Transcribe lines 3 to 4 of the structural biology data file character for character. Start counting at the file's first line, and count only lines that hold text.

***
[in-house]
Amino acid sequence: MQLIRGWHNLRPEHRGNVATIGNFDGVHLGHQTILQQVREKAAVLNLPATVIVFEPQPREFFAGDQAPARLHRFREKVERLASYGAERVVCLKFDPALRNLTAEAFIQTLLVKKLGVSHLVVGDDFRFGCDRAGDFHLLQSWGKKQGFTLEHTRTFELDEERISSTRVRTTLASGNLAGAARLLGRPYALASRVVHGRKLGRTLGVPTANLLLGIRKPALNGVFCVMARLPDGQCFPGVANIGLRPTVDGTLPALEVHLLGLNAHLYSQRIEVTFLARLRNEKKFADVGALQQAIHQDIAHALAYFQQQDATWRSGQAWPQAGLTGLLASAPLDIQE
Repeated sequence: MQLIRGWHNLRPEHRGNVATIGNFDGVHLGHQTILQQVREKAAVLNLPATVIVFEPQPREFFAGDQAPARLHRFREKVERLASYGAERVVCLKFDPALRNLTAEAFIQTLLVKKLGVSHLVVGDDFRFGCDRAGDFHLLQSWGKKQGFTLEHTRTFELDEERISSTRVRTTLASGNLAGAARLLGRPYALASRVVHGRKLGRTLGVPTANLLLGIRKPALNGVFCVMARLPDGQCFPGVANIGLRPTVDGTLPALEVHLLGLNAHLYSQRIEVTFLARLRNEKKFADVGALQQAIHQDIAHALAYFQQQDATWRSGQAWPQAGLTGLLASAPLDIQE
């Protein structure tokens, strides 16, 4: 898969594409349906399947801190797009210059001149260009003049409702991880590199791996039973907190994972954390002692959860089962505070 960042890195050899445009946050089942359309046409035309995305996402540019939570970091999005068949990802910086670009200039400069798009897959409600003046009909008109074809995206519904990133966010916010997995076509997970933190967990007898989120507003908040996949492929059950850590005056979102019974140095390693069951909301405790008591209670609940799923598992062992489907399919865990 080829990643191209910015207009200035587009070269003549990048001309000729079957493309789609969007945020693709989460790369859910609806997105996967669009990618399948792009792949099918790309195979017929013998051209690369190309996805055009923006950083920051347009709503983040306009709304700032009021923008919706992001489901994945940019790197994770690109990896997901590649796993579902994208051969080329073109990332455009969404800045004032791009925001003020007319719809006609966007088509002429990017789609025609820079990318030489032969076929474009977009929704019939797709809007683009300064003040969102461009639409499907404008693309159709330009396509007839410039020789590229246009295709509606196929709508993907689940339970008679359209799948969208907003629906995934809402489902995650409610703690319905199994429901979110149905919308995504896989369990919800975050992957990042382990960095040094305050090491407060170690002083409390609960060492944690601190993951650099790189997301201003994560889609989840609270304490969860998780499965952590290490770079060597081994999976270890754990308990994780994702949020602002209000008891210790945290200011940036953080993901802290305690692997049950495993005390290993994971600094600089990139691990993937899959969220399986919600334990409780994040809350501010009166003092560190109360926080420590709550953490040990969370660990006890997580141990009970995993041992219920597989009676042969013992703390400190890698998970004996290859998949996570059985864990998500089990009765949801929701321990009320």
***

Repeated sequence: MQLIRGWHNLRPEHRGNVATIGNFDGVHLGHQTILQQVREKAAVLNLPATVIVFEPQPREFFAGDQAPARLHRFREKVERLASYGAERVVCLKFDPALRNLTAEAFIQTLLVKKLGVSHLVVGDDFRFGCDRAGDFHLLQSWGKKQGFTLEHTRTFELDEERISSTRVRTTLASGNLAGAARLLGRPYALASRVVHGRKLGRTLGVPTANLLLGIRKPALNGVFCVMARLPDGQCFPGVANIGLRPTVDGTLPALEVHLLGLNAHLYSQRIEVTFLARLRNEKKFADVGALQQAIHQDIAHALAYFQQQDATWRSGQAWPQAGLTGLLASAPLDIQE
């Protein structure tokens, strides 16, 4: 898969594409349906399947801190797009210059001149260009003049409702991880590199791996039973907190994972954390002692959860089962505070 960042890195050899445009946050089942359309046409035309995305996402540019939570970091999005068949990802910086670009200039400069798009897959409600003046009909008109074809995206519904990133966010916010997995076509997970933190967990007898989120507003908040996949492929059950850590005056979102019974140095390693069951909301405790008591209670609940799923598992062992489907399919865990 080829990643191209910015207009200035587009070269003549990048001309000729079957493309789609969007945020693709989460790369859910609806997105996967669009990618399948792009792949099918790309195979017929013998051209690369190309996805055009923006950083920051347009709503983040306009709304700032009021923008919706992001489901994945940019790197994770690109990896997901590649796993579902994208051969080329073109990332455009969404800045004032791009925001003020007319719809006609966007088509002429990017789609025609820079990318030489032969076929474009977009929704019939797709809007683009300064003040969102461009639409499907404008693309159709330009396509007839410039020789590229246009295709509606196929709508993907689940339970008679359209799948969208907003629906995934809402489902995650409610703690319905199994429901979110149905919308995504896989369990919800975050992957990042382990960095040094305050090491407060170690002083409390609960060492944690601190993951650099790189997301201003994560889609989840609270304490969860998780499965952590290490770079060597081994999976270890754990308990994780994702949020602002209000008891210790945290200011940036953080993901802290305690692997049950495993005390290993994971600094600089990139691990993937899959969220399986919600334990409780994040809350501010009166003092560190109360926080420590709550953490040990969370660990006890997580141990009970995993041992219920597989009676042969013992703390400190890698998970004996290859998949996570059985864990998500089990009765949801929701321990009320």